The U.S. military’s top-ranking officer on Thursday said he is “absolutely” concerned about potential fallout from recent leadership purges in North Korea.
“These kind of internal actions by dictators are often a precursor to provocation to distract attention from what they’re doing inside of that country,” Army Gen. Martin Dempsey, chairman of the Joint Chiefs of Staff, said to reporters on Thursday. “If you’re asking me, am I concerned? Absolutely.”
The sacking, trial and summary execution for treason of Kim Jong Un’s uncle, Jang Song Thaek — the North Korean leader’s onetime mentor and relative by marriage — has startled and worried the international community, particularly Seoul and Washington. Concerns are that instability in the Kim regime could lead to new provocations or a loss of control over Pyongyang’s fissile material, nuclear warheads or missiles.
There is also a real possibility that North Korea could carry out another military attack on South Korea — as it threatened to do on Thursday — in a bid to shore up domestic support for its young ruler.
“The unpredictability of the actions that we see coming out of North Korea … is very concerning to everyone,” said Defense Secretary Chuck Hagel, speaking alongside Dempsey at the same press conference. “The reality of that uncertainty heightens the tensions.”
A week after Jang’s execution, Pyongyang appears relatively calm, though it is difficult to get accurate information from inside the famously closed-off nation.
North and South Korean officials held their first talks in months about joint economic activities at the Kaesong industrial zone; the regime commemorated the two-year anniversary of the death of Kim Jong Il; and NBA star Dennis Rodman traveled to Pyongyang, where he was expected to do a coaching session with the country’s basketball team.
East Asia experts differ in their views over what Jang’s execution will mean for the Kim regime’s long-term prospects.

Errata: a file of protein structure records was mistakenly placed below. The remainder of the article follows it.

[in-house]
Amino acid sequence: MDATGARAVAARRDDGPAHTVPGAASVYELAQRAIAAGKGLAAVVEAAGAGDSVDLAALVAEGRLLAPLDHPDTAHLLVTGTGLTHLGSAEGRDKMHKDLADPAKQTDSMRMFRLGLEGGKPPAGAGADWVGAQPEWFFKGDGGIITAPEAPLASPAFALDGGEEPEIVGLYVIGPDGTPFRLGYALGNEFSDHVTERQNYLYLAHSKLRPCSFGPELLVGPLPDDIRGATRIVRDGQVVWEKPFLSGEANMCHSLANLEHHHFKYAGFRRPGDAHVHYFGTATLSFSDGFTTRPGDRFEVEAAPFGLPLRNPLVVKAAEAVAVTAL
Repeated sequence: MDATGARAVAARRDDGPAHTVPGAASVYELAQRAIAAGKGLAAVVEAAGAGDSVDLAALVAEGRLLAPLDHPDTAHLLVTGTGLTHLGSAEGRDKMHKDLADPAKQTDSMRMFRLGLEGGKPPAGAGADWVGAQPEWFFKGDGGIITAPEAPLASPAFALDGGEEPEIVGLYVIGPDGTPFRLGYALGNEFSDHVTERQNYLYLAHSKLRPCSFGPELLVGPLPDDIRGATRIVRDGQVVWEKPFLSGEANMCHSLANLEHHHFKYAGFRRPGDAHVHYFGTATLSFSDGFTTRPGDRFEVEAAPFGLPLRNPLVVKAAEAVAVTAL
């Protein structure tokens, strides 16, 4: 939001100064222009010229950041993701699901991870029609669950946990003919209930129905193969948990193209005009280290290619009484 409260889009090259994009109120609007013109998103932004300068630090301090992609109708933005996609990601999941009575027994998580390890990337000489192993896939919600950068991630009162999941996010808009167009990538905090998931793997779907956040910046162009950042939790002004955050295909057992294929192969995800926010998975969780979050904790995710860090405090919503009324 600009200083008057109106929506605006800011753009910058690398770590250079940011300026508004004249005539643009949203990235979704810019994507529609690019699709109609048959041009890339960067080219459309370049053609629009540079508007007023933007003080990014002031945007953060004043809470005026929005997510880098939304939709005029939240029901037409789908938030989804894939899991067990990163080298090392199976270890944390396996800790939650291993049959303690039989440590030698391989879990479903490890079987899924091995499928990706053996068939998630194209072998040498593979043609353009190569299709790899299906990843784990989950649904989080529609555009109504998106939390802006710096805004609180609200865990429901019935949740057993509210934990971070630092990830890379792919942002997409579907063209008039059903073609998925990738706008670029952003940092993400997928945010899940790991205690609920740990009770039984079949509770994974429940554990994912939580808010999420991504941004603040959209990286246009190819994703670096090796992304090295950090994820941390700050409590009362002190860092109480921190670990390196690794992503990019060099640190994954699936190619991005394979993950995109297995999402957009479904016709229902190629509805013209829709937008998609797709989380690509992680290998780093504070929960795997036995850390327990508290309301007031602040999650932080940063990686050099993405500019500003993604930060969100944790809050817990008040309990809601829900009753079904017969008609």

“I think it’s still stable,” said Hwang Jaeho, dean of the Seoul-based Hankuk University’s Division of International Studies, who is wrapping up a four-month fellowship at the Brookings Institution.
Hwang was speaking at a Brookings event on Wednesday that also included remarks from other visiting fellows: Jun Osawa of Japan and Zhong Zhenming of China.
Osawa, a senior research fellow at the Institute for International Policy Studies in Tokyo, projected that hard times are ahead for the Kim regime. He noted that Jang is understood to have played a leading role in efforts to acquire foreign currency.
The Kim regime relies on foreign currency to import products that can be useful for its nuclear-arms related programs, as well as luxury goods that are given as gifts to maintain the loyalty of Pyongyang’s ruling elite.
Experts say North Korea has made considerable headway in acquiring the capability to indigenously produce many of the components it needs for its nuclear and missile programs. Still, there are some things the North cannot manufacture wholly on its own, such as the road-mobile missile launch platforms it built using imported Chinese construction vehicles.
“I don’t think without [Jang] the North Korean regime can get the money to import the goods,” Osawa said. “So that’s the reason I think the North Korean regime will be unstable.”
Though Osawa did not elaborate further, Jang has been cited elsewhere as a principal Pyongyang conduit to China, involved in Beijing’s efforts to develop North Korean mining resources and expand cross-border trade.
Zhong, who is an associate professor at Tongji University in Shanghai, believes it is still too early to comprehend the full ramifications of Jang’s execution. He noted the Kim dynasty has lasted for decades, surviving widespread famines and years of harsh international sanctions.
Although it is widely believed the economic pressure of heightened sanctions ultimately prodded the Iranian government to the negotiating table this year, North Korea has consistently refused to meet U.S. terms for returning to aid-for-denuclearization talks.
“Sanctions right now has limited effect” in North Korea because of how closed-off the country already is, Zhong said. “It’s [a] more limited effect than sanctions imposed on Iran, so that tells something about the endurance and the persistence of the regime.”
This article was published in Global Security Newswire, which is produced independently by National Journal Group under contract with the Nuclear Threat Initiative. NTI is a nonprofit, nonpartisan group working to reduce global threats from nuclear, biological, and chemical weapons.
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